Quantcast
Environmental News for a Healthier Planet and Life

Ohio Moves Closer to Banning LEED's Green Building Standards

Business
Ohio Moves Closer to Banning LEED's Green Building Standards

Ohio is one step closer to banning the nation's premier green building evaluation process from rating its properties.

The Ohio Senate on Wednesday passed  Ohio Senate Concurrent Resolution 25 (SCR 25), which would prohibit the use of the LEED v4 green building rating system on public buildings in the state if it gets approval from the state's House of Representatives and is signed by Gov. John Kasich. While denouncing LEED as a viable rating system, the resolution's creators—Sen. Joe Uecker (R-14) and Tim Schaffer (R-31)—says that the state needs to adopt standards that are based on procedures approved by the American National Standards Institute (ANSI).

Chemical, plastic and timber companies and consortiums with deep pockets and influence in Washington reside under the ANSI umbrella. They have tried to get LEED banned at the federal level and have been successful in states like Maine and Georgia. Those same groups support the Green Building Initiative's (GBI) Green Globes—the set of standards they hope will replace LEED everywhere since their companies rarely, if ever, receive recognition from LEED. 

Ohio leads the nation with more than 100 LEED-certified schools, but a resolution approved by the state Senate could ban the green building rating system from public properties.

"Seeking to drag Ohio backward is a small but well-funded set of industry special interests," Tyler Steele, chairman of USGBC’s Central Ohio Chapter, wrote in a letter to the Columbus Dispatch days before the Ohio Senate made its decision. "They claim that the newest version of LEED might dent their profits by encouraging use of building materials that disclose what they’re made of.

"Why are they so scared of people knowing what’s in their products?"

Ohio did not make the top 10 list of states with the most LEED-certified buildings, but the state boasts the country's most LEED-certified schools. According to the nonprofit U.S. Green Building Council, which created LEED, Ohio’s LEED-certified schools are 34 percent more energy efficient than other states, use 37 percent less water and have diverted almost 200,000 tons of construction waste from landfills.

Still, SCR 25 favors private rating systems, which matches Green Globes' description.

"The [USGBC's] LEED v4 green building system fails to conform to recognized voluntary standard development procedures, including but not limited to [ANSI] procedures and fails to base environmental and health criteria on risk assessment methodology," the legislation reads.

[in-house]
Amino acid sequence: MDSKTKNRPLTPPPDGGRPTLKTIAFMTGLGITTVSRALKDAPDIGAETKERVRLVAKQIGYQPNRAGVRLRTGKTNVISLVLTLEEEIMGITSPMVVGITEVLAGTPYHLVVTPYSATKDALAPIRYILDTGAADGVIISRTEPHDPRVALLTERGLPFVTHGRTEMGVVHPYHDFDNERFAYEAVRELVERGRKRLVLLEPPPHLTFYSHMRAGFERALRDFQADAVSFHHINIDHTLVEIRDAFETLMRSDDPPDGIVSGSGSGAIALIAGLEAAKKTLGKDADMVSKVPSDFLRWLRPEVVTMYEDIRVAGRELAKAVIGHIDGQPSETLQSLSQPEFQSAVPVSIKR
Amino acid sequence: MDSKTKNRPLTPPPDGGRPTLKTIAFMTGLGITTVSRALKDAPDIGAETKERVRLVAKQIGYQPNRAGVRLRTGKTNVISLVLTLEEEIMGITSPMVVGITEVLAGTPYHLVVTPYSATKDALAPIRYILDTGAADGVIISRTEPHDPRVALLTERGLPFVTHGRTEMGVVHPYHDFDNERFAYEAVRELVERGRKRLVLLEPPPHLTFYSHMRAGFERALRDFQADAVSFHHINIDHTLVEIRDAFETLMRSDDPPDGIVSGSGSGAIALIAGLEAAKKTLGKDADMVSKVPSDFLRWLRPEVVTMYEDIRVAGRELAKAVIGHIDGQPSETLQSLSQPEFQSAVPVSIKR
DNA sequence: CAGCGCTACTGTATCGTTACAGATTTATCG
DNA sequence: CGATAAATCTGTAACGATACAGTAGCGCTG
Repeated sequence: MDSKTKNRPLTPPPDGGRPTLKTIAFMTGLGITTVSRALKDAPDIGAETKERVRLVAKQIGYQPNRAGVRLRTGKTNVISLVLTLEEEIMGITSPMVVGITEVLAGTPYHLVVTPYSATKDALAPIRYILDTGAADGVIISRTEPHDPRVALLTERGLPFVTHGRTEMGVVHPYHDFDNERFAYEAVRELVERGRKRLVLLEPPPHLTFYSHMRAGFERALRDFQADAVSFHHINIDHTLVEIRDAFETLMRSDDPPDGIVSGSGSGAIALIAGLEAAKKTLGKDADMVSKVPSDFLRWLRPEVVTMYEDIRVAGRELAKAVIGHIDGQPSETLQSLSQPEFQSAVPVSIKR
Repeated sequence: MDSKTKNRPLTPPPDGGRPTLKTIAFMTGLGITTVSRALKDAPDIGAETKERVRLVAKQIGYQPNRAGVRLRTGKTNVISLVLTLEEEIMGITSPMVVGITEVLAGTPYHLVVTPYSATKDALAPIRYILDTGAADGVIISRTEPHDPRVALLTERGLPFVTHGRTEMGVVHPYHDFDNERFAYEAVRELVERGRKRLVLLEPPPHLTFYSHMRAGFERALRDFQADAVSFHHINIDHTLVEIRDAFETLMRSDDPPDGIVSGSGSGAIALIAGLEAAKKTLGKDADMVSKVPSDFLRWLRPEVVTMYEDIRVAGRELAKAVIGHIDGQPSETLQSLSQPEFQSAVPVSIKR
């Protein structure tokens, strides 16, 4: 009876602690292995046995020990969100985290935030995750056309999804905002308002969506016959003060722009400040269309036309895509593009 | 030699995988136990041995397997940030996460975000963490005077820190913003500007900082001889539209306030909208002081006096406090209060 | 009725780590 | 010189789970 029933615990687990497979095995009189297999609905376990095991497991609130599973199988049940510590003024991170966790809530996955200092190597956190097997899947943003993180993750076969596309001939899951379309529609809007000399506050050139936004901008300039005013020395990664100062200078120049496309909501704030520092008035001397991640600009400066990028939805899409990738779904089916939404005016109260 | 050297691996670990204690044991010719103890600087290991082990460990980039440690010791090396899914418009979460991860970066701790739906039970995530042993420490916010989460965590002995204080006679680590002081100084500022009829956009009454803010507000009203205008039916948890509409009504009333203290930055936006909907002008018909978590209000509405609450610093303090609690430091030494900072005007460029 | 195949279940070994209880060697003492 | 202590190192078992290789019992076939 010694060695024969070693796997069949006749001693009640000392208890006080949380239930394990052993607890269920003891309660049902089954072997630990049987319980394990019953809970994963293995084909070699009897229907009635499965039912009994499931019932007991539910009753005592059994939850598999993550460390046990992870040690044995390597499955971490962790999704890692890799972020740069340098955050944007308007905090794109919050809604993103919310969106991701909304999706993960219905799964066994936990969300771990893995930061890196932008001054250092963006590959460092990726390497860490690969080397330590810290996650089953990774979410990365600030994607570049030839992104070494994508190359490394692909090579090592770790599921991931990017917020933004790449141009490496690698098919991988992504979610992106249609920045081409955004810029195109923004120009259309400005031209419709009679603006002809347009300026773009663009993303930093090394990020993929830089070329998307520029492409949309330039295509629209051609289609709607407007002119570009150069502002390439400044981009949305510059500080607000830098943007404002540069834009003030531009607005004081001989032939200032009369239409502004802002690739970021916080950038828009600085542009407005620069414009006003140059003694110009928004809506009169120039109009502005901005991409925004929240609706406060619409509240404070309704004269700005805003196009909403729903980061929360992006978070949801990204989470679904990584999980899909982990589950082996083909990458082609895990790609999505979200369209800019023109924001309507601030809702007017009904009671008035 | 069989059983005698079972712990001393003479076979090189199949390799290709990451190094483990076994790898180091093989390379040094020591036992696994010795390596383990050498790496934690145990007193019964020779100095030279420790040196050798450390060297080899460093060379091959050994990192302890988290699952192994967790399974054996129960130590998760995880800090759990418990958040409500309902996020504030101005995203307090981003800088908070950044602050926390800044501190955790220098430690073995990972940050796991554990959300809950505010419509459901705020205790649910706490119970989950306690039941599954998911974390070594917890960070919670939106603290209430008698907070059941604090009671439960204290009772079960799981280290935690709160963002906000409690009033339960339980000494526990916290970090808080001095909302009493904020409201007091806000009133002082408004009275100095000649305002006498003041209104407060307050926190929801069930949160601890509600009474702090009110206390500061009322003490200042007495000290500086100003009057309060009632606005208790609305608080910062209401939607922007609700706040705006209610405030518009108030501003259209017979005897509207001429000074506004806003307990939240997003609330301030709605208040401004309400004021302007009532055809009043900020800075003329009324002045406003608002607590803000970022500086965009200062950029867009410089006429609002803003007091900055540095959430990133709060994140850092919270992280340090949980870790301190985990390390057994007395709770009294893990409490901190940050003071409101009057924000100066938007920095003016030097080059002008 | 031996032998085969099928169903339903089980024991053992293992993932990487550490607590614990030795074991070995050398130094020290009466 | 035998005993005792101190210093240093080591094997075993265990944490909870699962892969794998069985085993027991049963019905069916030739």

The USGBC is encouraging Ohioans to tell their representatives to vote against SCR 25.  

"Ohioans deserve better than a ban on a successful building-rating system at the whim of a small but powerful group that offers no data to back up its scare tactics," Steele wrote.

Visit EcoWatch’s GREEN BUILDING page for more related news on this topic.

Hospital workers evacuate patients from the Feather River Hospital during the Camp Fire on Nov. 8, 2018 in Paradise, California. People in 128 countries have experienced an increased exposure to wildfires, a new Lancet report finds. Justin Sullivan / Getty Images

The climate crisis already has a death toll, and it will get worse if we don't act to reduce emissions.

Read More Show Less

EcoWatch Daily Newsletter

Workers harvest asparagus in a field by the Niederaussem lignite coal power plant in Cologne, Germany. Greenhouse gas emissions from fossil fuel burning are reaching new highs. Henning Kaiser / picture alliance via Getty Images

By Stuart Braun

The UN Secretary-General Antonio Guterres addressed the dire threat of climate change Wednesday in a speech on the state of the planet delivered at Columbia University in New York.

Read More Show Less

Trending

The miserable ones: Young broiler chickens at a feeder. The poor treatment of the chickens within its supply chain has made Tyson the target of public campaigns urging the company to make meaningful changes. U.S. Department of Agriculture / Flickr

By David Coman-Hidy

The actions of the U.S. meat industry throughout the pandemic have brought to light the true corruption and waste that are inherent within our food system. Despite a new wave of rising COVID-19 cases, the U.S. Department of Agriculture recently submitted a proposal to further increase "the maximum slaughter line speed by 25 percent," which was already far too fast and highly dangerous. It has been made evident that the industry will exploit its workers and animals all to boost its profit.

Read More Show Less
Altamira, state of Para, north of Brazil on Sept. 1, 2019. Amazon rainforest destruction surged between August 2019 and July 2020, Brazil's space agency reported. Gustavo Basso / NurPhoto via Getty Images

According to Brazil's space agency (Inpe), deforestation in the Amazon rainforest has surged to its highest level since 2008, the BBC reported.

Read More Show Less
United Nations Secretary General Antonio Guterres speaks during a press briefing at United Nations Headquarters on February 4, 2020 in New York City. Angela Weiss / AFP / Getty Images

By Kenny Stancil

"The state of the planet is broken. Humanity is waging war on nature. This is suicidal."

That's how United Nations Secretary-General António Guterres began a Wednesday address at Columbia University, in which he reflected on the past 11 months of extreme weather and challenged world leaders to use the recovery from the Covid-19 pandemic as an opportunity to construct a better world free from destructive greenhouse gas emissions.

Read More Show Less